ARHS students celebrate prom
© Eric Sparling - Amherst Daily News
It was like the junior Oscars at ARHS on Tuesday as the school held its annual prom.
AMHERST – It rained. Then it faded to drizzle. Umbrellas crowded the view. But inclement weather did little to dampen the enthusiasm of the crowd that waited at the front doors of Amherst Regional High School for the first students to arrive for prom.
It was a long wait. The early evening action was down at the fire hall, where students were getting photos taken.
“I’m hysterical,” said Shelbie Sutton, who graduates this year.
Her boyfriend, Brandon Agnew, joined her. The couple has been together two years. They planned to attend the dance, and then camp out in a backyard. They started getting ready for the event more than two months ago, but have had no hand in decorating the school.
“Too busy getting ready for ourselves,” said Sutton.
Kevin Hatheway and Haley Green have been friends forever.
“It was pretty short notice,” said Hatheway.
He was dating someone but that relationship ended. His favourite part of prom was “not the pictures.” Hatheway said it was seeing everyone dressed.
He wasn’t the only one. It was the junior Oscars at the high school, with police cordoning the school’s drive-up entrance, a mosh of well wishers, family – perhaps some unrelated spectators – crowding the concrete ‘carpet’.
San Lilies Bridal and Ladies Wear was named by a number of girls as the source for their dresses.
Around 220 tickets were sold, said teacher-organizer Lesley Parliament-Taylor.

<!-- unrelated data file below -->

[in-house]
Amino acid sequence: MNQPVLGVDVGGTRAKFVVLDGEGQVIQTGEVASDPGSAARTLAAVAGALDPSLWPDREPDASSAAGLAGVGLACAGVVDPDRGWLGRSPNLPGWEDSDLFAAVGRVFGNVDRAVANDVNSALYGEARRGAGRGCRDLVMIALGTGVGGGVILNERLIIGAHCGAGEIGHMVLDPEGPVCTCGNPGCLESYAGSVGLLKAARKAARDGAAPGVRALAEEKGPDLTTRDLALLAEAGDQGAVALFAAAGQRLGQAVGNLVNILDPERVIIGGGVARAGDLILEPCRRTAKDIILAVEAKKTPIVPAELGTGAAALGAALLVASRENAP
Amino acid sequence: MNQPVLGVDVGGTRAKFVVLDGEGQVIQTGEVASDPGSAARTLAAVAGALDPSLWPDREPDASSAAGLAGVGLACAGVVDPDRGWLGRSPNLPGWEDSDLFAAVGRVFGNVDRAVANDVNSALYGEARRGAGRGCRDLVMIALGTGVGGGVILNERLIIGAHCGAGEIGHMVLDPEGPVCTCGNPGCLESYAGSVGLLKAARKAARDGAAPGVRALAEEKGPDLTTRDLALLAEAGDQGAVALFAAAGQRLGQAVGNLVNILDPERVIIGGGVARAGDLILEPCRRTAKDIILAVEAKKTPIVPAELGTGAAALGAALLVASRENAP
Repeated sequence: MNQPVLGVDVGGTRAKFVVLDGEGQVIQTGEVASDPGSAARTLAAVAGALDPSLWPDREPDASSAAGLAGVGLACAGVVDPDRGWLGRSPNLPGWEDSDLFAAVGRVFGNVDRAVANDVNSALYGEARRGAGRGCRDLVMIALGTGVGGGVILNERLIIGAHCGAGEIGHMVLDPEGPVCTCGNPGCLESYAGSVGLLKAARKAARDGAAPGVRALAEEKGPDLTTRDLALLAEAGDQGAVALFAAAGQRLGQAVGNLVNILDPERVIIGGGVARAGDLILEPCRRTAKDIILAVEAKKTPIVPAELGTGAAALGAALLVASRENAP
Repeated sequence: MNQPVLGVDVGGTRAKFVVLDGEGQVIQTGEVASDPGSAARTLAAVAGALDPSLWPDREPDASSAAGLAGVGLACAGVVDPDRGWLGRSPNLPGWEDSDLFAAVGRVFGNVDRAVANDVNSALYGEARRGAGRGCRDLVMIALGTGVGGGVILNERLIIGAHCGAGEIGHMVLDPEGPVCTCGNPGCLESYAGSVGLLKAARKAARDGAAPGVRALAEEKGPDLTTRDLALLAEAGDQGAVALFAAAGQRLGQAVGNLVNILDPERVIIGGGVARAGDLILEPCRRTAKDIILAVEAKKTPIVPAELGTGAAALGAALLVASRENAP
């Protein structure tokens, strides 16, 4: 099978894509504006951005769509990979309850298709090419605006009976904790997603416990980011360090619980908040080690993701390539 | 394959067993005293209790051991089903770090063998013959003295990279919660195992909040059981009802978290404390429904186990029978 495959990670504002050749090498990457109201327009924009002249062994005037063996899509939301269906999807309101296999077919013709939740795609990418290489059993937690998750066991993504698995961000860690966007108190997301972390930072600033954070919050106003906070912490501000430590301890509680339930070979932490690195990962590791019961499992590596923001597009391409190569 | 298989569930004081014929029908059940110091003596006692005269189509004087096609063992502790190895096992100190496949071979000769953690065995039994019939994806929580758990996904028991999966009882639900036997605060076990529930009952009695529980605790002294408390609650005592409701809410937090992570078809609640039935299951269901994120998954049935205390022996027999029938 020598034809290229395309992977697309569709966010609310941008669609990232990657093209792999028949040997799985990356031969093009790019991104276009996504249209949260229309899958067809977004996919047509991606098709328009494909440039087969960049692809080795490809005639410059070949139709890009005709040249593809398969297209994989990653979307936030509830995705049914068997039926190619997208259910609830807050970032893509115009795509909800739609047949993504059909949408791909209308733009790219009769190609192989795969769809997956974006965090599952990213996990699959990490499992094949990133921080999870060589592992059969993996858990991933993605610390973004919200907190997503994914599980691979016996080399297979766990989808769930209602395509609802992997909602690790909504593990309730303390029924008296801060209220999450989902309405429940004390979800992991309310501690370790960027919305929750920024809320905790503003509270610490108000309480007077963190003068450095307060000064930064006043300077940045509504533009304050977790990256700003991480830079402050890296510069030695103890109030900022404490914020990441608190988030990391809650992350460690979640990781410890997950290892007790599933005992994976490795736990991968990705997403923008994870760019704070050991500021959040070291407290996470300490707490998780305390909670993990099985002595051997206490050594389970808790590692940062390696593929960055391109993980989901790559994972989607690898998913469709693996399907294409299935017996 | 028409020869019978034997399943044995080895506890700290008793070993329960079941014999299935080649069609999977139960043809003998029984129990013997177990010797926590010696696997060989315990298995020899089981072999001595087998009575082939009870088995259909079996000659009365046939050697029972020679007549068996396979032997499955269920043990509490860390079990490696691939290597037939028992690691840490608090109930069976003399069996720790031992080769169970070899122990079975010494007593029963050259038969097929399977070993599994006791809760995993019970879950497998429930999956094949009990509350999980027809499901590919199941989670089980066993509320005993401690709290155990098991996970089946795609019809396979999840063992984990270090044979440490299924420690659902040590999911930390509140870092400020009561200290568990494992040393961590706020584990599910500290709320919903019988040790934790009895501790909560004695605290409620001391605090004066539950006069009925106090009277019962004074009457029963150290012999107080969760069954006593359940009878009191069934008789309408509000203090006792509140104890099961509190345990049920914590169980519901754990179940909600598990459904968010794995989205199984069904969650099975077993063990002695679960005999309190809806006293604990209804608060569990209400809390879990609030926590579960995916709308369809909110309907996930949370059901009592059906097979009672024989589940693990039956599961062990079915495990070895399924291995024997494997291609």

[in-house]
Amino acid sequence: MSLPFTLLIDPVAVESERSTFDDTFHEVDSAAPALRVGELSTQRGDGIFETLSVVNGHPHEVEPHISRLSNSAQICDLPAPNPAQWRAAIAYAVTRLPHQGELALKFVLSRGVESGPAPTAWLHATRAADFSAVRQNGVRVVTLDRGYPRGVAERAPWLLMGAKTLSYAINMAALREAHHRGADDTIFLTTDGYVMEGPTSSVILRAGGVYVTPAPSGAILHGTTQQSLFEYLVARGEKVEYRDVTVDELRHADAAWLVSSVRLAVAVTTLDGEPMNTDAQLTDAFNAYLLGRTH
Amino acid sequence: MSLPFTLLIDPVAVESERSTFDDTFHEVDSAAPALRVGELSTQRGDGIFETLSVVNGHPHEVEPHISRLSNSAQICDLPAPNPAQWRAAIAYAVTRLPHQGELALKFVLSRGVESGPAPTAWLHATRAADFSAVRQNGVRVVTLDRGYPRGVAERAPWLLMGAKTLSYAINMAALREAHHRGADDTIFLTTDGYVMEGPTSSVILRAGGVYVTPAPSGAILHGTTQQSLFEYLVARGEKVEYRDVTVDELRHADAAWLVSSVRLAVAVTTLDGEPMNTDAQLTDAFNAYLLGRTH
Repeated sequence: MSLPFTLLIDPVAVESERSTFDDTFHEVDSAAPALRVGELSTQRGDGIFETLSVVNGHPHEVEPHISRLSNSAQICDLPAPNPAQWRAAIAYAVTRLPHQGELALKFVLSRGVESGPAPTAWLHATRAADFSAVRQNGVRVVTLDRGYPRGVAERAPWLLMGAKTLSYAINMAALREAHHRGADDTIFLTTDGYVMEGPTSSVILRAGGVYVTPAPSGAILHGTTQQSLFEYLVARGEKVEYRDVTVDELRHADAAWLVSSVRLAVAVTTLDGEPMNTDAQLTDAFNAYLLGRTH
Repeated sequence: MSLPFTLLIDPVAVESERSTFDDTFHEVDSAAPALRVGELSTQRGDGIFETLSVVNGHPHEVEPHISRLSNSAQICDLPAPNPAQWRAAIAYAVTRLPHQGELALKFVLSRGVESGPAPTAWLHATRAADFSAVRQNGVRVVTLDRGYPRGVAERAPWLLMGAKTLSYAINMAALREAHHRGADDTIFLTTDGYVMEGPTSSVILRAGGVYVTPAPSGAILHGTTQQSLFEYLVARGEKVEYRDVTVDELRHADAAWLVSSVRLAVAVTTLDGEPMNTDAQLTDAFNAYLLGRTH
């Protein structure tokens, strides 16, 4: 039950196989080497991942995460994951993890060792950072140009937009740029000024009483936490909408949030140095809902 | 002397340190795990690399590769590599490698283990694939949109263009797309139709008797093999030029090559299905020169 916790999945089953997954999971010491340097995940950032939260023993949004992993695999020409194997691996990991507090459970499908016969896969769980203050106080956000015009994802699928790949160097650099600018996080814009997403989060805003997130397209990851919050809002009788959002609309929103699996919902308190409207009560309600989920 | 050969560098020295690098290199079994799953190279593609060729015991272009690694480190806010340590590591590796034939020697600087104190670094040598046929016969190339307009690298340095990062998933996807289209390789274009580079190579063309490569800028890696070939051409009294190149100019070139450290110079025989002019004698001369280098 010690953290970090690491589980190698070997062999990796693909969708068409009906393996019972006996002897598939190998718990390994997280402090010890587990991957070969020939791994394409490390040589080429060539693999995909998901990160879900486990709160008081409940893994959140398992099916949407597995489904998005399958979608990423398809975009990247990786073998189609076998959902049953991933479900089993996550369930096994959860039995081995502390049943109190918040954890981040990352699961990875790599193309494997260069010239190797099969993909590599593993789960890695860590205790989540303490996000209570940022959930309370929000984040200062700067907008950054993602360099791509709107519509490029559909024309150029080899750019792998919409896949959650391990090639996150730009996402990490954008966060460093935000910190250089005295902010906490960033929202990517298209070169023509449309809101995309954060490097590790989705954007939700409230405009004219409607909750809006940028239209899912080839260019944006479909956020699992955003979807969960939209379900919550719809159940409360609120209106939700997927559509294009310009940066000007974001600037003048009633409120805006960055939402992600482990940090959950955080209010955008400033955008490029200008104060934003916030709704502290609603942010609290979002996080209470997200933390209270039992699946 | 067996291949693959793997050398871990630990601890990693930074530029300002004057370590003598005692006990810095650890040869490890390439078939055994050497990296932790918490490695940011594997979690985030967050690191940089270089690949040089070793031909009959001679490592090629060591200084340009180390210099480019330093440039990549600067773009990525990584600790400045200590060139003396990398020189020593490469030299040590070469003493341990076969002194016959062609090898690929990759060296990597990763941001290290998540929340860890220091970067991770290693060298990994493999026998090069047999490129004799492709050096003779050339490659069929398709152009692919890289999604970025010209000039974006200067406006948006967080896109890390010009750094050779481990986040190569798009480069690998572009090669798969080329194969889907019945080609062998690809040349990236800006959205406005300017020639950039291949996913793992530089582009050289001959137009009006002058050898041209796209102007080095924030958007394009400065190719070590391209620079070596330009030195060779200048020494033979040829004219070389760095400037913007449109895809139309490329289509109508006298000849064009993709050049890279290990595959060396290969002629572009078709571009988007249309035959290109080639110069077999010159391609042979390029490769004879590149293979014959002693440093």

“The prom committee came up with a series of ideas,” she said, and the Grade 12 class voted on the winner: One World, One Night.
In keeping with the theme, the hall was decorated with vignettes of international scenes, with a Venetian gondola on one side and an Egyptian pyramid on the other. An oversized Japanese fan was propped beside a footbridge with Asian decorative touches.
Parliament-Taylor said her 15 committee volunteers were “fabulous”: she estimated each has put in about 30 hours prepping the school since last Friday.
“It’s a celebration of everything high school stood for,” she said.
Debbie Creamer, a retired teacher who broadcast colour commentary to the outdoor crowd, said 80 per cent of the kids will leave the dance before the end. The real event is the preparation: getting ready for the big night.
Luke Power and Amelia Gouchie are part of the 80 per cent. The friends aren’t planning to stay at the actual dance for long.
“Probably leave after about 15 minutes,” said Power.